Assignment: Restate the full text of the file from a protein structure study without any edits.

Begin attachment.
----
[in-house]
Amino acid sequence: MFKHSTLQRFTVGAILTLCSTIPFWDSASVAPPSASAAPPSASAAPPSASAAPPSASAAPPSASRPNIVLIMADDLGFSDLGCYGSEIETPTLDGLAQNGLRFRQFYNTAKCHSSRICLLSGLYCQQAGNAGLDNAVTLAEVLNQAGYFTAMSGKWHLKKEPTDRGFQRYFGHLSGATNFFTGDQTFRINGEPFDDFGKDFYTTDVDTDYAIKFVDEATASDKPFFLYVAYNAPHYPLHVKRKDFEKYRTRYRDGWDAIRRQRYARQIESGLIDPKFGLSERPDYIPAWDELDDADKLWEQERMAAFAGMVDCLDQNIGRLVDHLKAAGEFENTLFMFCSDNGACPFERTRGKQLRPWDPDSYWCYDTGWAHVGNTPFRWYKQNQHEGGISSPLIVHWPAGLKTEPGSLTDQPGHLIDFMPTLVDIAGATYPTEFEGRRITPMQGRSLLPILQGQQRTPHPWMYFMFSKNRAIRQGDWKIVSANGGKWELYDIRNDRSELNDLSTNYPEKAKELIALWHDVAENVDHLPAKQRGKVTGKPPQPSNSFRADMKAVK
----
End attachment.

[in-house]
Amino acid sequence: MFKHSTLQRFTVGAILTLCSTIPFWDSASVAPPSASAAPPSASAAPPSASAAPPSASAAPPSASRPNIVLIMADDLGFSDLGCYGSEIETPTLDGLAQNGLRFRQFYNTAKCHSSRICLLSGLYCQQAGNAGLDNAVTLAEVLNQAGYFTAMSGKWHLKKEPTDRGFQRYFGHLSGATNFFTGDQTFRINGEPFDDFGKDFYTTDVDTDYAIKFVDEATASDKPFFLYVAYNAPHYPLHVKRKDFEKYRTRYRDGWDAIRRQRYARQIESGLIDPKFGLSERPDYIPAWDELDDADKLWEQERMAAFAGMVDCLDQNIGRLVDHLKAAGEFENTLFMFCSDNGACPFERTRGKQLRPWDPDSYWCYDTGWAHVGNTPFRWYKQNQHEGGISSPLIVHWPAGLKTEPGSLTDQPGHLIDFMPTLVDIAGATYPTEFEGRRITPMQGRSLLPILQGQQRTPHPWMYFMFSKNRAIRQGDWKIVSANGGKWELYDIRNDRSELNDLSTNYPEKAKELIALWHDVAENVDHLPAKQRGKVTGKPPQPSNSFRADMKAVK